2.You’re following the wrong advice

When it comes to mental health, there’s a lot of rubbish, outdated advice and opinions out there which can lead to confusion about the facts. Things like it’s not important, it’s not an employer’s problem or it’s not relevant at work. I don’t blame you if you’re following this advice but if you do follow it, you will struggle to see results in the wellbeing and productivity of your team. Mental health is something we all have and it is as important as our physical health. In fact the two are constantly linked and this applies to our work life as well as our home life.

What you can do to fix this

There is some great advice on the NHS website that can help you to begin to understand about the importance of wellbeing and mental health. This is fact based, professional information that explains the importance of our mental health in order to function productively in our lives, including work.

The more we can have open conversations and arm ourselves with knowledge surrounding our mental health, the more we can normalise raising the subject without fear of judgement. 

You can find lots more information by reading one of my blog posts, How to build a mentally healthy workplace, that has useful advice about creating your workplace strategy for mental health and how to help prevent the likelihood of problems arising. As a nation, we are understanding more about the importance of mental health and ending the stigma that surrounds this topic.

3.You don’t want to spend money on training.

Understandably, all outgoings need to be justified in business and additional training courses cost money. When you have a budget to consider, decisions must be made as to which expenditures are most important. Why add to your costs by investing in a new training programme that you haven’t ‘needed’ before?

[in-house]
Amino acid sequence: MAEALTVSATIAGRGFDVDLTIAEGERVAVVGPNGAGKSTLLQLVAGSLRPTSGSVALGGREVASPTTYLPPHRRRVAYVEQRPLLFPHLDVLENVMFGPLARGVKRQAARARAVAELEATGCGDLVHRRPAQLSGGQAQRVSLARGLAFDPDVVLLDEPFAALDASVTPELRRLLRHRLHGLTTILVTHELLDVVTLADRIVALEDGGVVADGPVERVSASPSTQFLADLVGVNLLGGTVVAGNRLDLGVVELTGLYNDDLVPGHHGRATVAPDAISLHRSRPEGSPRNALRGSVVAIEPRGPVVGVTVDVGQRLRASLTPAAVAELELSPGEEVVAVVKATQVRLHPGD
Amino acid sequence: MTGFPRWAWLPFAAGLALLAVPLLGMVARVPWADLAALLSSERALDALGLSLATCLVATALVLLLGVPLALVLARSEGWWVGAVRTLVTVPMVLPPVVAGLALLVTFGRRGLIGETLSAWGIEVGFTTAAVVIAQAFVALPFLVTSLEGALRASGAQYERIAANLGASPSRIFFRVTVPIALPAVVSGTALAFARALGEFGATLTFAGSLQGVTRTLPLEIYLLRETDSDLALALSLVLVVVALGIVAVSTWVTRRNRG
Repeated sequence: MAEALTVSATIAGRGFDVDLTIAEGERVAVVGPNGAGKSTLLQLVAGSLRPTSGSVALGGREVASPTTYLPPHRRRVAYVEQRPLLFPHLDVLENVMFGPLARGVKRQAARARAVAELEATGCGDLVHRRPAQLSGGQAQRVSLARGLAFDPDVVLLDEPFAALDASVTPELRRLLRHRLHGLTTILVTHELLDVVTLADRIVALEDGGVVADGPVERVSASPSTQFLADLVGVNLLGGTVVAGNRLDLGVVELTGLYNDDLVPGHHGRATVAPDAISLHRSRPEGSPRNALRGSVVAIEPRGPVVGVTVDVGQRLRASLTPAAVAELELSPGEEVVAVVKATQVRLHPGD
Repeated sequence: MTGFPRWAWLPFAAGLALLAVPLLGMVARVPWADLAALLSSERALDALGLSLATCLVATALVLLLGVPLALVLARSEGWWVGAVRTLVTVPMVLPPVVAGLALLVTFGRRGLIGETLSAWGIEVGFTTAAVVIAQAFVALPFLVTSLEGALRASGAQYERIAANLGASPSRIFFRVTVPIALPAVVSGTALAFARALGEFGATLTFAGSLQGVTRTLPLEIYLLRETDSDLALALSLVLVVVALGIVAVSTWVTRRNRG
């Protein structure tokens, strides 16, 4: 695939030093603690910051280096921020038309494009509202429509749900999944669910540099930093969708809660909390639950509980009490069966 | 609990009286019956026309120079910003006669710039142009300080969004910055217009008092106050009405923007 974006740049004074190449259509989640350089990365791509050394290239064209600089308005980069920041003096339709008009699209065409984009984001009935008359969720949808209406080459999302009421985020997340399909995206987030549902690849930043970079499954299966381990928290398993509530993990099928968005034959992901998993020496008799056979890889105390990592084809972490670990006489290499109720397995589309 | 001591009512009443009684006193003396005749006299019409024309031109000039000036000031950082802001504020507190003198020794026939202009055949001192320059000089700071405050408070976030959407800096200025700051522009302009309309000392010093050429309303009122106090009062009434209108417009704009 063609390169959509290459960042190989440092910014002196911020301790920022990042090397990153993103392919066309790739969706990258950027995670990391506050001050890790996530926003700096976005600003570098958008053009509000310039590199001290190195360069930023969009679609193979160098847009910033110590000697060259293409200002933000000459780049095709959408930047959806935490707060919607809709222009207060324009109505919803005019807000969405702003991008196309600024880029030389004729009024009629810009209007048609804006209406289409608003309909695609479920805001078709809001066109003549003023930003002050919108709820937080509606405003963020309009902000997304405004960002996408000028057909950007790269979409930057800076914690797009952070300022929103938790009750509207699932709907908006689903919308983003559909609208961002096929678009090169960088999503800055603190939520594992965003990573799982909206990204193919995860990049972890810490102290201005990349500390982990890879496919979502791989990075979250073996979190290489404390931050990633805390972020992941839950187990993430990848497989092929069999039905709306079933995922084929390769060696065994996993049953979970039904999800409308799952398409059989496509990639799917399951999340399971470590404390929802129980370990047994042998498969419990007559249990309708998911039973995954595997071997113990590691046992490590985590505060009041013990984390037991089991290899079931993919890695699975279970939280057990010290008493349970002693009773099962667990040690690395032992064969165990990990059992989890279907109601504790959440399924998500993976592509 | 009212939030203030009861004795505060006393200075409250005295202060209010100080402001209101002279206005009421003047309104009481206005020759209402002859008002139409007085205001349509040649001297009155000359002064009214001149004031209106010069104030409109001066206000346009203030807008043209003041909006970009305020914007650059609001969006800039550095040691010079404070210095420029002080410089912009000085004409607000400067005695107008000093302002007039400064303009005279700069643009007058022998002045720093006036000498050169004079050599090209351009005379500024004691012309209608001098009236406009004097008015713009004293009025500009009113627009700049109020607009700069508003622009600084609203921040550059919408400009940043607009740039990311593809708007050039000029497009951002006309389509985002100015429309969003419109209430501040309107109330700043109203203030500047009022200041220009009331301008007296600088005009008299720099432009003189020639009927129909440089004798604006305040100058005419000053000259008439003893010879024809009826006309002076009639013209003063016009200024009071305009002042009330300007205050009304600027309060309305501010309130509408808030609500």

What you can do to fix this

Simply put, when you are considering mental health training, it’s important to take into account the following: How much does it cost to recruit and train just one member of staff? Investing in training that proactively supports the health of your staff is money well spent if it prevents just one person from having to leave their job or be on long term sick leave due to mental health.

During a training consultation recently, the HR manager informed me that the biggest reason for staff absence in their company was mental health related. Their vision is to build a network of Mental Health First Aiders to help identify early warning signs and encourage conversations. They have learnt that early intervention is key in preventing matters from escalating. They have understood the importance of mental health and wellbeing support in order for their staff to function at their best and work safely and productively. 

When it comes to supporting the mental health of your staff, what now?

I’m sure after reading this article you can see why you’re not always getting the result you want. Why one of the main causes of staff absence at your organisation is likely to be related to mental health and stress. Why you are unsure about how you can support your valued staff in terms of their mental health. Hopefully, now you have some guidance on what you can start to do to fix this.

For more information about the mental health courses I deliver, click here.

If you need some more tailored advice on how to begin to make positive changes through Mental Health training in your organisation, then contact me and let’s spend some time looking at your training needs and plan a schedule that works for you.